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The Boston Globe



Race still a subject, but less of an issue

Two Sundays ago, a new version of “Steel Magnolias” premiered on cable. This was noteworthy for several reasons. First, somebody actually thought we needed another version of “Steel Magnolias” when the 1989 movie is a certain kind of classic. Second, the cable version starred black women. Third — and this is the remarkable thing — the new, black “Steel Magnolias” premiered neither on BET (because there’s now almost nowhere on the network to put a movie like that) nor the theoretically more upscale BET alternative, TV One (it’s become a lot of “Save My Son” and “Martin” reruns).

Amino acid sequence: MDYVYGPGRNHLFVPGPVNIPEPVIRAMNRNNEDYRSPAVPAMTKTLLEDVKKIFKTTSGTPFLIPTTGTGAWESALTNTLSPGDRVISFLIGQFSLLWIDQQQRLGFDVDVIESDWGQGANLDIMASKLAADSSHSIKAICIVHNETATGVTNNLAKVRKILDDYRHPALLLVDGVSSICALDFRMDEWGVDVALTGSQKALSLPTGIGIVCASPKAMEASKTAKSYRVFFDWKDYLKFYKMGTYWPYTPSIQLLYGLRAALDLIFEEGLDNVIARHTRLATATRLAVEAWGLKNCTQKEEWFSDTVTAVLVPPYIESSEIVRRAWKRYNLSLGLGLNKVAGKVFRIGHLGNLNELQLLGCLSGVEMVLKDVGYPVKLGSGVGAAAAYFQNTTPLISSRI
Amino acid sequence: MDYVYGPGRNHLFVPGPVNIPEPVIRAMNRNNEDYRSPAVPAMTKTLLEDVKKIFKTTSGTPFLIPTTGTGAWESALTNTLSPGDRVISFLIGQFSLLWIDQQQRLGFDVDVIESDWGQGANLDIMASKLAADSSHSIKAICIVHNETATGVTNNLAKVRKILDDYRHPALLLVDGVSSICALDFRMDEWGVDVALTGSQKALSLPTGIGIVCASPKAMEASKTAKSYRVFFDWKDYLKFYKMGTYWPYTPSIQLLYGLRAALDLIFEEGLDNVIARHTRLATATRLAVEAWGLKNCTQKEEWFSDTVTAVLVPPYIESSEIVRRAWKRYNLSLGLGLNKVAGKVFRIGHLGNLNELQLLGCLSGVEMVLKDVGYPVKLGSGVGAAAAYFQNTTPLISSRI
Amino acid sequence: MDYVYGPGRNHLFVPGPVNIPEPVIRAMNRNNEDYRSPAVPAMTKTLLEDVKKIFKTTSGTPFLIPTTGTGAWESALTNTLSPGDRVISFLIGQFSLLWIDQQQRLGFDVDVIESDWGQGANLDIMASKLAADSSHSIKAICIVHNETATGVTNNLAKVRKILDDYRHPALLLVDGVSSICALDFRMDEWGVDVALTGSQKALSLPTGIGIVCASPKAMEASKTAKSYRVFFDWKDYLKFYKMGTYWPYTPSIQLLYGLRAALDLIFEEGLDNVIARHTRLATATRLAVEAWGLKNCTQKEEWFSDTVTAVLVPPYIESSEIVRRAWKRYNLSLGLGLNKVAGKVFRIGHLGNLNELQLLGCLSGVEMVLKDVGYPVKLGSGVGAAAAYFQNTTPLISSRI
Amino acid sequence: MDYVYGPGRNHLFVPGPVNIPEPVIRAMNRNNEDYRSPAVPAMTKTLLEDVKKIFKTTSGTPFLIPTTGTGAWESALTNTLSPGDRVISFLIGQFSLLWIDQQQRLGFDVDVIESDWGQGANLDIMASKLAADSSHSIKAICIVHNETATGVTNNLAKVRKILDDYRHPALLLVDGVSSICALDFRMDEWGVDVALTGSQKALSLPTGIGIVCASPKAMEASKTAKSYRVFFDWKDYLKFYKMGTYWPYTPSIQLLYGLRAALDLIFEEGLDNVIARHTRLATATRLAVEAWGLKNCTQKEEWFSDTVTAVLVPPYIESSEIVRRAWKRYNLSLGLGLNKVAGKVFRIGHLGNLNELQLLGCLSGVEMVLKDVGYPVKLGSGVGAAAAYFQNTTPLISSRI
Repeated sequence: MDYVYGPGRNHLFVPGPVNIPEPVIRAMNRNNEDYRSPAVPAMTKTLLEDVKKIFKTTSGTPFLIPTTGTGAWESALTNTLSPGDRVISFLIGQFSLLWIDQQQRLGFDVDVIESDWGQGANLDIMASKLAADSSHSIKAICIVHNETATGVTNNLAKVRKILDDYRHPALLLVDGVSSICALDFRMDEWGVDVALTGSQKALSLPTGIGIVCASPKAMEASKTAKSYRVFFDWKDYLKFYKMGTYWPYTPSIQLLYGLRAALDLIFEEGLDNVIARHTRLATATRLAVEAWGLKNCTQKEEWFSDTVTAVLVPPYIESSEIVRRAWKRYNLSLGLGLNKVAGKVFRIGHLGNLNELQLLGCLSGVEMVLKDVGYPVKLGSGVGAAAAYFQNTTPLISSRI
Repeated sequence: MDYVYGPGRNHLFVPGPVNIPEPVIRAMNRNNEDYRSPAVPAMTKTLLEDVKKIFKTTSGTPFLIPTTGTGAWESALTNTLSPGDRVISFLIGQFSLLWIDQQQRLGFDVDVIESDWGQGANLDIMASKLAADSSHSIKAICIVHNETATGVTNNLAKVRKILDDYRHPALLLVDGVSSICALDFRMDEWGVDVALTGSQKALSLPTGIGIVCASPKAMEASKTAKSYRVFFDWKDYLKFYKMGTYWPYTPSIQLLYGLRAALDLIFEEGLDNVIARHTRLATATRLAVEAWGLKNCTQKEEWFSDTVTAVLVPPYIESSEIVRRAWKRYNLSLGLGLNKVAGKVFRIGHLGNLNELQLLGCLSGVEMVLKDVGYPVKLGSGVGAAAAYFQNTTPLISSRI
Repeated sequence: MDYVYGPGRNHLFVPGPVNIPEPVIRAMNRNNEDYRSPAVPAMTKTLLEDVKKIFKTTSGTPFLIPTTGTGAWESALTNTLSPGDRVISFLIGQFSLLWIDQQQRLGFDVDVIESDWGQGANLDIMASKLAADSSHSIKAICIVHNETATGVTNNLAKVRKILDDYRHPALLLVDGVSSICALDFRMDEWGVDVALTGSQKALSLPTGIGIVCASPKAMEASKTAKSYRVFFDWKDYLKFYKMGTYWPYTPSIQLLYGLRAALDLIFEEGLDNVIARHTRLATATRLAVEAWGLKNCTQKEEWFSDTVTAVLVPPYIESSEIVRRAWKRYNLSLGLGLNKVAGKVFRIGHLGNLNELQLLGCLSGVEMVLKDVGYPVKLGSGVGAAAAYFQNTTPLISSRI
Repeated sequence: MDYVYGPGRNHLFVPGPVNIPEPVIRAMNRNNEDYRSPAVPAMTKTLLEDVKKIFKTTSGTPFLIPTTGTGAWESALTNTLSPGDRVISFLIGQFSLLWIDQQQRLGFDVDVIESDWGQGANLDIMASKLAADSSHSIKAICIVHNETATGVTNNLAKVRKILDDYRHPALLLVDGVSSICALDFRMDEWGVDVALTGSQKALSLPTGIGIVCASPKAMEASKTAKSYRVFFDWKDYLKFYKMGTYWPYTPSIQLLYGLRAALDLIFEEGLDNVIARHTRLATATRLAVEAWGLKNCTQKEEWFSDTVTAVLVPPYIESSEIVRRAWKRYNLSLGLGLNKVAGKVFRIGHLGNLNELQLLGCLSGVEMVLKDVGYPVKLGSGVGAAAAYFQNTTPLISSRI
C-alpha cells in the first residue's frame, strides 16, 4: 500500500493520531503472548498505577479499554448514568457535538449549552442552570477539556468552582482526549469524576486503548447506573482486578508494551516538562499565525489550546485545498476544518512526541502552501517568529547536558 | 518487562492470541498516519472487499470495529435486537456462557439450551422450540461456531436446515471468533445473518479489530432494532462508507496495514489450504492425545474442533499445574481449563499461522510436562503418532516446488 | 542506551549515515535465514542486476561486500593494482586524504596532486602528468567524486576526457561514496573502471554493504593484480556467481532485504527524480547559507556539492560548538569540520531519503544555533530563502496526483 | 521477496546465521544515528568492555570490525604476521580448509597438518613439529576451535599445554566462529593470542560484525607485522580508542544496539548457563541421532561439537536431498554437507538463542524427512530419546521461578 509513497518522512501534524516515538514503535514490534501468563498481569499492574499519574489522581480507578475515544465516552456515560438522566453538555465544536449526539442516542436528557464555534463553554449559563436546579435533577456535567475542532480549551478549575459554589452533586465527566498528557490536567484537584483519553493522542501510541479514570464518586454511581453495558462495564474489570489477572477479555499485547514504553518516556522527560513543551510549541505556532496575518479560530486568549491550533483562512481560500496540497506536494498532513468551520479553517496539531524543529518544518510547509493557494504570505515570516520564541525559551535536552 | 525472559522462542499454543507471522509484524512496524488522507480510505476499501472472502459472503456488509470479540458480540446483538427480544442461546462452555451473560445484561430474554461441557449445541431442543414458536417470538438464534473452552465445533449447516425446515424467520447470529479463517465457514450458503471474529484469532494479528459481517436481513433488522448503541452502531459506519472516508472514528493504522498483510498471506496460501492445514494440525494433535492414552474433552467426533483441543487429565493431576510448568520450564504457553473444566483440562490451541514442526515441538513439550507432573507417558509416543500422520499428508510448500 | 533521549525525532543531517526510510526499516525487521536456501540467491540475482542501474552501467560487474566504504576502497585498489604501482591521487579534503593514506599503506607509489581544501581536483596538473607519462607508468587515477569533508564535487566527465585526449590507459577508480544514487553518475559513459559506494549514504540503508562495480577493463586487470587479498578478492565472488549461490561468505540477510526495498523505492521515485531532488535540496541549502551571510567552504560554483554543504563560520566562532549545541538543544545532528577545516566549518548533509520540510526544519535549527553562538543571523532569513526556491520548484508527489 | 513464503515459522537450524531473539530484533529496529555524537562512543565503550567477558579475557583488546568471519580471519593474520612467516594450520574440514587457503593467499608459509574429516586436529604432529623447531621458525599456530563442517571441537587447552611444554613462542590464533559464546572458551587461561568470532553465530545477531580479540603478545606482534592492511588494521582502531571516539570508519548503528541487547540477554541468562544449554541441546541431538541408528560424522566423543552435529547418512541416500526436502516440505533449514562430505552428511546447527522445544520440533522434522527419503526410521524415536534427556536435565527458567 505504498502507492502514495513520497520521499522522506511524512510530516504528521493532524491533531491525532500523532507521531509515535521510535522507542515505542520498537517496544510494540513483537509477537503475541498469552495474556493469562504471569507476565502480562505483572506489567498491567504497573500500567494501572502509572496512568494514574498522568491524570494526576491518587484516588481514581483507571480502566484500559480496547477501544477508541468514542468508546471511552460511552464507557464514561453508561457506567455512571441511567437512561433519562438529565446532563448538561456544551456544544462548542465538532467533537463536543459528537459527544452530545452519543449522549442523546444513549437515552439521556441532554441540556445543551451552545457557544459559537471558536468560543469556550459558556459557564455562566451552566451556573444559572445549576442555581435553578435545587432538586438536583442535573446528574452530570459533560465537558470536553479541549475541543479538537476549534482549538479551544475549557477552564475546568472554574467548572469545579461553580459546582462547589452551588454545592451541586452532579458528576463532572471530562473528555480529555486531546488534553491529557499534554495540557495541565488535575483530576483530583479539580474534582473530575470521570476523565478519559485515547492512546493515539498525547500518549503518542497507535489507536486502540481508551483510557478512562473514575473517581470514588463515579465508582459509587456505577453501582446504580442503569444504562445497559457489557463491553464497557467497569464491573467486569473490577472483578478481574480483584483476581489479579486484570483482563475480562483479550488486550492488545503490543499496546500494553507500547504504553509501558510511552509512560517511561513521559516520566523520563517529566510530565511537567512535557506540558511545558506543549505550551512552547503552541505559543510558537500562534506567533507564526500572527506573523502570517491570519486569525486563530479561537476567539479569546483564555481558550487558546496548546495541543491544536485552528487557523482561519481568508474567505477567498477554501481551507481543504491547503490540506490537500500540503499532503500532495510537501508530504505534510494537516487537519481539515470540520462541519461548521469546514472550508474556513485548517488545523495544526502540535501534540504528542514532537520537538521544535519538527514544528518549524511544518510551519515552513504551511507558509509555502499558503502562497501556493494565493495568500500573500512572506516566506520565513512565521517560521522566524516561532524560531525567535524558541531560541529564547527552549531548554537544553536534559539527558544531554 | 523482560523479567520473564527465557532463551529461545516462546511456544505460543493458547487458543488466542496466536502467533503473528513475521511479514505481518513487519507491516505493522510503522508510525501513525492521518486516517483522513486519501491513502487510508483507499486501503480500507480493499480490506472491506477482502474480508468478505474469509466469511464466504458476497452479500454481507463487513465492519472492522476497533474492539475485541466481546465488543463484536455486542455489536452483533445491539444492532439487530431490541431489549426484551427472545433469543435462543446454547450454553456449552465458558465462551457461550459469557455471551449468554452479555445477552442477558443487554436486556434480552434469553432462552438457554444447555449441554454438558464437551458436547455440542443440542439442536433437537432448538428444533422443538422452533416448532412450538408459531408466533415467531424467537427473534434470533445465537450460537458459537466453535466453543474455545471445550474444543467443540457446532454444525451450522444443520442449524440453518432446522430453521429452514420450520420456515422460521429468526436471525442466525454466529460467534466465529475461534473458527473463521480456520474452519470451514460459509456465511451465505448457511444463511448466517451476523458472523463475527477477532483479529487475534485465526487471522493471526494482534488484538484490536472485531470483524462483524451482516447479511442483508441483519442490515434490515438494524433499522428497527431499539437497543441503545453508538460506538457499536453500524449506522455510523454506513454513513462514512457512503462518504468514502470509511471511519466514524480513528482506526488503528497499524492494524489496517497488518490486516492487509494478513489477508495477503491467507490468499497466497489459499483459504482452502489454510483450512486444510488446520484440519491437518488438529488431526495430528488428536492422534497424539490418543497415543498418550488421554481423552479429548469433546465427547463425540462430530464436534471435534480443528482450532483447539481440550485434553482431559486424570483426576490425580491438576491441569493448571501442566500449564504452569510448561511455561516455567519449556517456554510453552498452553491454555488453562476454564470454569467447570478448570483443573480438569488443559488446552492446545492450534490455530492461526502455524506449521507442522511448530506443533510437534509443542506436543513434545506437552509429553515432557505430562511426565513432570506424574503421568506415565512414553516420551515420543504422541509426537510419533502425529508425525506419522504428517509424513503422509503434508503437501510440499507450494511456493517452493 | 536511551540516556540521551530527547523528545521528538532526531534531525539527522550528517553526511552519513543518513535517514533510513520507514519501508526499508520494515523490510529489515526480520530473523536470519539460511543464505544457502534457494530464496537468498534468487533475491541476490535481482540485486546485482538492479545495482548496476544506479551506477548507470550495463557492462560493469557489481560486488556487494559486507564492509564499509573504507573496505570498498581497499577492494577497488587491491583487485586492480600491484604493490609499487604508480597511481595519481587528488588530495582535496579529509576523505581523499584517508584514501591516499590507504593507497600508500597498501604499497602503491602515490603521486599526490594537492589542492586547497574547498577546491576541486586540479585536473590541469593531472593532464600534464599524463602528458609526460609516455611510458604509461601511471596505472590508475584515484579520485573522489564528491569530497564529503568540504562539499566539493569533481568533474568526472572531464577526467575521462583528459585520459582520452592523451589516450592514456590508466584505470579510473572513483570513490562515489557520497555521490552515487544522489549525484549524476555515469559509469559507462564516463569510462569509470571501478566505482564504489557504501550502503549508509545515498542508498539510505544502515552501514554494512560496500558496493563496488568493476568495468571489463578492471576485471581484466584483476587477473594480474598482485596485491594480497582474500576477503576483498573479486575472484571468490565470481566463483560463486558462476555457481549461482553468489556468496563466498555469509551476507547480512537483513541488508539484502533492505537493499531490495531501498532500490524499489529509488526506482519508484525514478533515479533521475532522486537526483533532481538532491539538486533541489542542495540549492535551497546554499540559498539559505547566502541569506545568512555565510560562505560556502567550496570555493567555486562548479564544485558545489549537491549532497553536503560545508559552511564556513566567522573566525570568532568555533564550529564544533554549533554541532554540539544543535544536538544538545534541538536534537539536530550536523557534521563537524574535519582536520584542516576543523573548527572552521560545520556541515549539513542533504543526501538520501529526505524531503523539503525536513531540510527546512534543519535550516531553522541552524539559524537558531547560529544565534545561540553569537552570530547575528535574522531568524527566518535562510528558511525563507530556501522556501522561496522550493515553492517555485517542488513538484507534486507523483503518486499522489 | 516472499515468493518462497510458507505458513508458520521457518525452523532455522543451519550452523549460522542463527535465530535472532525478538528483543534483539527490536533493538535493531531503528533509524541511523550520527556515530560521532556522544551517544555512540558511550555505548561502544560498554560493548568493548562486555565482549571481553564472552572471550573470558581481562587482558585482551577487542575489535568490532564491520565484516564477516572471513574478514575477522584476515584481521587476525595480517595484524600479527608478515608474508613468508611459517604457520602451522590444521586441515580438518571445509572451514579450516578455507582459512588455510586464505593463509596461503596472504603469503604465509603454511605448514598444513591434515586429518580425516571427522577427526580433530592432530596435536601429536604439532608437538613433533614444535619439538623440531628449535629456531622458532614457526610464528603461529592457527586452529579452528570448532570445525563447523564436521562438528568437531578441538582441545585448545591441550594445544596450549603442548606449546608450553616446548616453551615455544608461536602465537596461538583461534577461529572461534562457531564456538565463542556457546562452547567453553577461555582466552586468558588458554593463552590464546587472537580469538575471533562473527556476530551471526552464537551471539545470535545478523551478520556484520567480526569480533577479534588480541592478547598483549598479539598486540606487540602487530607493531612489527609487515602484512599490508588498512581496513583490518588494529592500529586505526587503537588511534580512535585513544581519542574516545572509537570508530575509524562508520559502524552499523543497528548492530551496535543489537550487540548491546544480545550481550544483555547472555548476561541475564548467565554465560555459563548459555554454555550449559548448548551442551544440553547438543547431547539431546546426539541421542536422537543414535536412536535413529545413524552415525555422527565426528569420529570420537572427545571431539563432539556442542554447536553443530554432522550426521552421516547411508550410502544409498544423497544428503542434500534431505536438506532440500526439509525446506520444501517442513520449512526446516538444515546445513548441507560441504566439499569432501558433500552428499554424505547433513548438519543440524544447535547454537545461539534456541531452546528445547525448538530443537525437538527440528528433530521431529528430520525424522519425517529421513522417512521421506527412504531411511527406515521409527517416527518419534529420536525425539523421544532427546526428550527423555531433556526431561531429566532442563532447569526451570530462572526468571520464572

No, the new, black “Steel Magnolias” premiered on Lifetime. Lifetime is television for women. And for a long time, that meant television for white women. But on “Steel Magnolias” weekend, the network devoted a prominent portion of its programming to movies starring black women. “Abducted: The Carlina White Story,” with Aunjanue Ellis, Sherri Shepherd, and Keke Palmer, debuted the night before, and “Tyler Perry’s The Family That Preys” was its lead-in. And during the broadcasts of both were dozens of commercials for “Steel Magnolias.” The network was proud of this movie.

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